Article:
Notice 2020-50 defines an eligible retirement plan to include an individual retirement arrangement ‎‎(IRA) under § 408(a) or (b), a qualified plan under § 401(a), an annuity plan under § 403(a), a § ‎‎403(b) plan, and a governmental deferred compensation plan under § 457(b). However, Section ‎‎2202 of the CARES Act does not change the rules regarding when a distribution is permitted to be ‎made from an employer retirement plan. For example, a qualified pension plan (defined benefit ‎plan or money purchase pension plan) is not permitted to make a distribution before an otherwise ‎permitted distributable event merely because the distribution, if made, would qualify as a CRD. ‎Additionally, a qualified pension plan is not permitted to make a distribution in a form other than a ‎qualified joint and survivor annuity without spousal consent, even though such distribution, if ‎made, could be treated as a CRD. ‎


Notice 2020-50 clarifies that while Section 2203 of the CARES Act provides that no minimum ‎distributions under § 401(a)(9) are required for 2020 by qualified defined contribution plans (e.g., ‎‎401(k) or 403(b) plans) or IRAs, defined benefit pension plans remain subject to the required ‎minimum distribution rules.‎


The CARES Act provides that the administrator of an eligible retirement plan may rely on an employee’s certification that they are a qualified individual unless the administrator has “actual knowledge” to the contrary.  Notice 2020-50 provides a sample notification to be signed by the individual claiming to be a qualified individual and clarifies that a plan administrator may rely on this certification unless the administrator “already possesses sufficiently accurate information to determine the veracity of the certification.”


CRDs can be recontributed to an eligible retirement plan at any time during the three-year period after the date on which the CRD was received.  Any recontributions will be treated as rollover contributions.  To address plan administrators’ concerns about whether the acceptance of invalid recontributions will affect the plan’s qualified status, the Notice sets out relief similar to the relief provided to rollover contributions.  If a plan accepts an invalid recontribution, the recontribution will be treated as a valid rollover contribution provided that the plan administrator reasonably concludes that the recontribution is eligible for direct rollover treatment.  The Notice confirms that a plan administrator may rely on an individual’s certification that the individual is a qualified individual in determining whether the distribution is a CRD.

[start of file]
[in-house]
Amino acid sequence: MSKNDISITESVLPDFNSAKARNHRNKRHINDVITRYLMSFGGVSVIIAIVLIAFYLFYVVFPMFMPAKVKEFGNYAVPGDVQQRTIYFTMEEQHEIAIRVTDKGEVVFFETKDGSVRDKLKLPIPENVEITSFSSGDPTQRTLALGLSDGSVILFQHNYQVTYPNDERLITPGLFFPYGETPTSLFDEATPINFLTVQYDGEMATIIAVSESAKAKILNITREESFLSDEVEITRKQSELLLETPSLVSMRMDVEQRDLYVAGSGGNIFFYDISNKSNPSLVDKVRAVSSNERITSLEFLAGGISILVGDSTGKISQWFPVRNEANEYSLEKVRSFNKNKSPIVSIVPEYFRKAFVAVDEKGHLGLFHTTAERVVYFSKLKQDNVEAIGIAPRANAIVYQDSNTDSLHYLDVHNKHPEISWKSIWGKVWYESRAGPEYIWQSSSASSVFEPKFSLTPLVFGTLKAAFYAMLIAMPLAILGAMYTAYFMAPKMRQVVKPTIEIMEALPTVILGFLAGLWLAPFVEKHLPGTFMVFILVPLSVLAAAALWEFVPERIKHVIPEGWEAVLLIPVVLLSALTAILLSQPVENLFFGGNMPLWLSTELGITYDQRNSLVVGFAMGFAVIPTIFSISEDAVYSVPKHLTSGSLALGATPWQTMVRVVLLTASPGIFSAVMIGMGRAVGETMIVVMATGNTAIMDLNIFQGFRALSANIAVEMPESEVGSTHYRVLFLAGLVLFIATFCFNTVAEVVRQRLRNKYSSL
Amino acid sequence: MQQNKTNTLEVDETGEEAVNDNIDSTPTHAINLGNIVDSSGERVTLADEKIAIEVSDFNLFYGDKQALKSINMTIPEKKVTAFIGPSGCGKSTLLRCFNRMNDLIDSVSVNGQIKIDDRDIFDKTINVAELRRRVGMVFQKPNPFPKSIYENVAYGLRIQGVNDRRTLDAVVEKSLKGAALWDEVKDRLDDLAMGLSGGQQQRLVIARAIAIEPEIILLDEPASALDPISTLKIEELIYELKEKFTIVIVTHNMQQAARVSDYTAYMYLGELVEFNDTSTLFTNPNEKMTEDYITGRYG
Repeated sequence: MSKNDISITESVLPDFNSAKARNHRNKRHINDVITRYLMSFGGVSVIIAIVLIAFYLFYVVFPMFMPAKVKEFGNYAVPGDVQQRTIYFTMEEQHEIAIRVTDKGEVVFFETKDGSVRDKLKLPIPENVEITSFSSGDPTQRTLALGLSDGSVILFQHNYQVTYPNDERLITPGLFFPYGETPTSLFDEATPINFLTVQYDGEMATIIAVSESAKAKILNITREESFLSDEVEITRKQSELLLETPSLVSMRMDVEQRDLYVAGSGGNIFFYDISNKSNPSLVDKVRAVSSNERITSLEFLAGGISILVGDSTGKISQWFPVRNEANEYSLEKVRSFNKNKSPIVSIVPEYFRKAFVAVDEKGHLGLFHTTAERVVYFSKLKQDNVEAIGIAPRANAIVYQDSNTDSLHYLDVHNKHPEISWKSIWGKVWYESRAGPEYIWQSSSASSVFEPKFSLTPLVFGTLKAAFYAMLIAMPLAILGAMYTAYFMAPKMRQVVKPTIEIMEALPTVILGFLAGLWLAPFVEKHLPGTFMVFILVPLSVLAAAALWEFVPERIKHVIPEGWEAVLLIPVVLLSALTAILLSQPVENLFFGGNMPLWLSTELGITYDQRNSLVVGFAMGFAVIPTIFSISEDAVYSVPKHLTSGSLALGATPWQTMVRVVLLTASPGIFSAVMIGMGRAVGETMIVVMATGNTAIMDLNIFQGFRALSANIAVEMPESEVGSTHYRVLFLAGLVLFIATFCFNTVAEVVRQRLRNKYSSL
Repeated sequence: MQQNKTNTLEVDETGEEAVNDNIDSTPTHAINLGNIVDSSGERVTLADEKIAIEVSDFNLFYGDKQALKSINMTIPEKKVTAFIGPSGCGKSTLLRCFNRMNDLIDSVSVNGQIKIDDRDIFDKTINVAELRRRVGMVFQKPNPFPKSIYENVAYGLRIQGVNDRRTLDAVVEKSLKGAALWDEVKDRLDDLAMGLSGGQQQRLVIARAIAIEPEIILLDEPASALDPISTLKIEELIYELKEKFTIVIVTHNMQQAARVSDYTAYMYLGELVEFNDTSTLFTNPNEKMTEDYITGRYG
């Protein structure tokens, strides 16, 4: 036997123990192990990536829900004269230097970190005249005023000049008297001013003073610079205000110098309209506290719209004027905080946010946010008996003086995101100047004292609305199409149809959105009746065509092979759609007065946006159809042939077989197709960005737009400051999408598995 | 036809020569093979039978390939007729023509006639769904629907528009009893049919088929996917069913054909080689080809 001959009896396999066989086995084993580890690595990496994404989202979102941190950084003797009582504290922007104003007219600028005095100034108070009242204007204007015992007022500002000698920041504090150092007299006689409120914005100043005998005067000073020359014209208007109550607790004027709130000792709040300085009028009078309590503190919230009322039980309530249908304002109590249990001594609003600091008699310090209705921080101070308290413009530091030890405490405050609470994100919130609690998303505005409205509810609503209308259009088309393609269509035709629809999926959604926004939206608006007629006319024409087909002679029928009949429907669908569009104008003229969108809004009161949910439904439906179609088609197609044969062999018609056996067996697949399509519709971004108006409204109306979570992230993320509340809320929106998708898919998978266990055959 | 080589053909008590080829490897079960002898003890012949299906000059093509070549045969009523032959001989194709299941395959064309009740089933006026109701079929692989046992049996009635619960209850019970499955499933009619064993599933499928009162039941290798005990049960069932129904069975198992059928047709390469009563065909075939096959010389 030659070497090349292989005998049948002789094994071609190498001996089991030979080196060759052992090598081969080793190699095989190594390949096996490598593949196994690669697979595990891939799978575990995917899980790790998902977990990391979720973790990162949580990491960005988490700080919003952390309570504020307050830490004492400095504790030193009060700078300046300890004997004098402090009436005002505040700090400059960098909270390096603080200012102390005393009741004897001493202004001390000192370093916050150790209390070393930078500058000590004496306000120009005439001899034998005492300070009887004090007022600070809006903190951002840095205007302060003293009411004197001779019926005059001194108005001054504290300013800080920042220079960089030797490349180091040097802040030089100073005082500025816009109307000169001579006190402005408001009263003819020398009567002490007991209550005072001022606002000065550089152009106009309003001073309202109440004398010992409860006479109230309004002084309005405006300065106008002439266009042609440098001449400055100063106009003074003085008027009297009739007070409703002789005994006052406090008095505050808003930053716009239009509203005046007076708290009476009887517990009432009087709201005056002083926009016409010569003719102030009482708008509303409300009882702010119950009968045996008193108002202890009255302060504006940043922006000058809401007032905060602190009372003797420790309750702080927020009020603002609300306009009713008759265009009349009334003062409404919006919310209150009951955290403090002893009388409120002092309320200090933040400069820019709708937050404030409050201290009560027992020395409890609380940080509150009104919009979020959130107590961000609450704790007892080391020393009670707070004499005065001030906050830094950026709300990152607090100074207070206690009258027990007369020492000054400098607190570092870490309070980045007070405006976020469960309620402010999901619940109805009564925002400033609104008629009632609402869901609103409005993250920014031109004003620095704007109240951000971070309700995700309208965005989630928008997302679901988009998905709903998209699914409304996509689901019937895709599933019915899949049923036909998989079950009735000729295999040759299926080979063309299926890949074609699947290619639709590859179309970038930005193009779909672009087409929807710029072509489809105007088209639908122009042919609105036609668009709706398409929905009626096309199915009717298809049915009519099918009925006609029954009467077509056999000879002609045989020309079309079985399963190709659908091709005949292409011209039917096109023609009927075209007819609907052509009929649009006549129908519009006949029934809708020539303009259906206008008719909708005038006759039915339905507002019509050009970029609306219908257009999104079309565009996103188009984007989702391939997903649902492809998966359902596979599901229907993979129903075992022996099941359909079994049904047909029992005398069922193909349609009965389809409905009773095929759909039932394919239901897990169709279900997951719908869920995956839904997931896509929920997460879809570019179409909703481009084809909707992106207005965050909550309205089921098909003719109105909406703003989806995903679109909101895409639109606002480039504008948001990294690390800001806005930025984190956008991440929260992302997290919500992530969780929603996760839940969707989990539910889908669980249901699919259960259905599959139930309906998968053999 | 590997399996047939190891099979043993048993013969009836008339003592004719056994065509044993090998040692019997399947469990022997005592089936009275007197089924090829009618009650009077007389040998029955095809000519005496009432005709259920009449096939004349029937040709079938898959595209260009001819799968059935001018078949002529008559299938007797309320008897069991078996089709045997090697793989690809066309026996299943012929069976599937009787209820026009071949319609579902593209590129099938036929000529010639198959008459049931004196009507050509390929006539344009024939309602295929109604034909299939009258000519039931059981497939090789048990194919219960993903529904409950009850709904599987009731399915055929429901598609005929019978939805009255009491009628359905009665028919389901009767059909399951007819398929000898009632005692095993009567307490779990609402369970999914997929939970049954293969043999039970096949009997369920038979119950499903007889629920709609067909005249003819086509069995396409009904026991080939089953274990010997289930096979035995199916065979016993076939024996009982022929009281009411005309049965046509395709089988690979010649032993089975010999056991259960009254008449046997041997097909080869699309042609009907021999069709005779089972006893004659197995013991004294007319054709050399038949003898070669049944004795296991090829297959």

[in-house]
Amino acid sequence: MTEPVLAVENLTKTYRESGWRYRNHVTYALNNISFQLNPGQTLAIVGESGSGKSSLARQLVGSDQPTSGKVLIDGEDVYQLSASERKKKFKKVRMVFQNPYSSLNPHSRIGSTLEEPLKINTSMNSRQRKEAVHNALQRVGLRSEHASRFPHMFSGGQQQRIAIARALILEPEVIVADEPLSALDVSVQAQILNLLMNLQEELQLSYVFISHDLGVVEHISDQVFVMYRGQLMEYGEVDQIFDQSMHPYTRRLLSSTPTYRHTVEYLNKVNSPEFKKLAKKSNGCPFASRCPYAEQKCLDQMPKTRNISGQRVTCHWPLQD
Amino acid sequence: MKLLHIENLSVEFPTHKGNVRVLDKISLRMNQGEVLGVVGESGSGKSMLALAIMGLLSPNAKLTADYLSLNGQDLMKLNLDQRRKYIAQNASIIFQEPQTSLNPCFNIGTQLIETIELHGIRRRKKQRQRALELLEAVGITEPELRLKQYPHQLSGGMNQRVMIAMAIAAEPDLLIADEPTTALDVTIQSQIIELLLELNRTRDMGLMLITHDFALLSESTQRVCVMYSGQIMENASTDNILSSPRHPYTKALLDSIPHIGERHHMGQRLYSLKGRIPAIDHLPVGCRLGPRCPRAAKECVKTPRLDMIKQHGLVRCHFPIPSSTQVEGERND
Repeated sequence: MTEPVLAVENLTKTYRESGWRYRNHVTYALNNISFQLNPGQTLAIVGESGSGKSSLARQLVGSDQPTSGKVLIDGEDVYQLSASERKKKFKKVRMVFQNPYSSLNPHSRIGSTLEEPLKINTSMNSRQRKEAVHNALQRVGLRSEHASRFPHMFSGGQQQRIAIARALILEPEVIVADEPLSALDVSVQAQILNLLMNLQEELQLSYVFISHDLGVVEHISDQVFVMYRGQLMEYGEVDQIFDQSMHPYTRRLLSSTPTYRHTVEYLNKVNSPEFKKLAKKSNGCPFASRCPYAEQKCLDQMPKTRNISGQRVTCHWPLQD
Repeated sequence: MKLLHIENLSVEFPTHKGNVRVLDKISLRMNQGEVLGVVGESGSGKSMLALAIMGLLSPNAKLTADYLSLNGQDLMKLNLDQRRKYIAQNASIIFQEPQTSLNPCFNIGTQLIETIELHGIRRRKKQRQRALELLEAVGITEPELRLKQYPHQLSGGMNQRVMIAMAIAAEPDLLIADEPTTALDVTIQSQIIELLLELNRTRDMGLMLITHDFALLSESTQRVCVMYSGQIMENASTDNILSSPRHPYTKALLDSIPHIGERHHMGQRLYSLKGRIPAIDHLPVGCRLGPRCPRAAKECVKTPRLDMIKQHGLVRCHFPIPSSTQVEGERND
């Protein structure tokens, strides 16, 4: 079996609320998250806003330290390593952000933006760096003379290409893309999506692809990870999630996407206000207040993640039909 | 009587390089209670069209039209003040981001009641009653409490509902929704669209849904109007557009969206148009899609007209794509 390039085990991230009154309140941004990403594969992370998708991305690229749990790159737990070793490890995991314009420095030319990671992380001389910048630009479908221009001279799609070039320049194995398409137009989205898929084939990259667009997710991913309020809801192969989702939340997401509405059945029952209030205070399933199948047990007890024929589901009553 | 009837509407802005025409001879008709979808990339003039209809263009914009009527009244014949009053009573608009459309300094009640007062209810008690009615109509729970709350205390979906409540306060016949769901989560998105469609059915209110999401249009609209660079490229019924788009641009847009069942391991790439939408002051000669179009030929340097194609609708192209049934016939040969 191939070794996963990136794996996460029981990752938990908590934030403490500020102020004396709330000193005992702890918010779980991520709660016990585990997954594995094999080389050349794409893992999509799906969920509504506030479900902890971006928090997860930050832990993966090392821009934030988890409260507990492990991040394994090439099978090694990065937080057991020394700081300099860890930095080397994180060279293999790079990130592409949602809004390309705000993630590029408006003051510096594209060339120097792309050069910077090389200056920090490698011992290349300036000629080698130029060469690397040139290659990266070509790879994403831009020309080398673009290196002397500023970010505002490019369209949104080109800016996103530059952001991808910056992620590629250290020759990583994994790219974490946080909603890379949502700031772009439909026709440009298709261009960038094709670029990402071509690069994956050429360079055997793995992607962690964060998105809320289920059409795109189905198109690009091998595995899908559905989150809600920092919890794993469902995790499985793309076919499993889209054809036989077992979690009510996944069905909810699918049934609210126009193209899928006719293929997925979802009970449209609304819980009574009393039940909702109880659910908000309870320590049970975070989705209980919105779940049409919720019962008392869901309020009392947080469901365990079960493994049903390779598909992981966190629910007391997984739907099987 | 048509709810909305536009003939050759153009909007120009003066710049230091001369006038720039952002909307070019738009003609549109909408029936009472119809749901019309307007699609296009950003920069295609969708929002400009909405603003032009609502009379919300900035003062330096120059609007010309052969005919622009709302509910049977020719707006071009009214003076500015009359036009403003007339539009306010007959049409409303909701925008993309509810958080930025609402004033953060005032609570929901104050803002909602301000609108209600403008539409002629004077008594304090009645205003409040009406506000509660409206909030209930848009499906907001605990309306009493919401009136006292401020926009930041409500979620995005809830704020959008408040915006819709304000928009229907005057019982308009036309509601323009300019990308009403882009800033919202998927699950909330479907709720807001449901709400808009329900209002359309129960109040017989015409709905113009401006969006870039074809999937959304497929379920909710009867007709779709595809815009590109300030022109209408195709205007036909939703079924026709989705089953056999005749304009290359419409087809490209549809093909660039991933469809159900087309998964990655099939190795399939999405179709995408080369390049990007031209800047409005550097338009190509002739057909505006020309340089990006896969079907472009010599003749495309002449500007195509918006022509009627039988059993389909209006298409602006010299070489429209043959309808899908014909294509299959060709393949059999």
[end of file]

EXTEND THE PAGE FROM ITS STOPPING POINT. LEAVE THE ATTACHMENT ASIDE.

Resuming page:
Notice 2020-50 provides a safe harbor for satisfying the plan loan suspension rules.  Under the safe harbor, plan loan repayments may be suspended through December 31, 2020.  Loan repayments must resume at the end of the suspension period, and the term of the loan may be extended by up to one year from the date the loan was originally due to be repaid.  After the suspension period, the loan (including any additional interest that accrued during the suspension period) can be reamortized and repaid in substantially level installments over the remaining period of the original loan (that is, for a loan not for a principal residence, five years from the date of the loan plus up to one year from the date the loan was originally due to be repaid.  This suspension will not cause the loan to be deemed distributed even if, due solely to the suspension, the term of the loan is extended beyond five years.       


Generally, a nonqualified deferred compensation plan (NQDC) may allow employees and other service providers to cancel their deferral election due to an unforeseeable emergency or a hardship distribution under the 401(k) plan rules. The Notice clarifies that NQDC plans may treat CRDs as hardship distributions, and provide for the cancellation of a deferral election due to a CRD.  The Notice emphasizes that the deferral election must be cancelled and not merely postponed or delayed.

Organizations that plan for their recovery and are rebuilding for the future will be better positioned for a post-pandemic world. Please visit our Adapt. Adjust. Advance. Resource Center often for up-to-date information on navigating these and other important legal considerations in the postpandemic reality.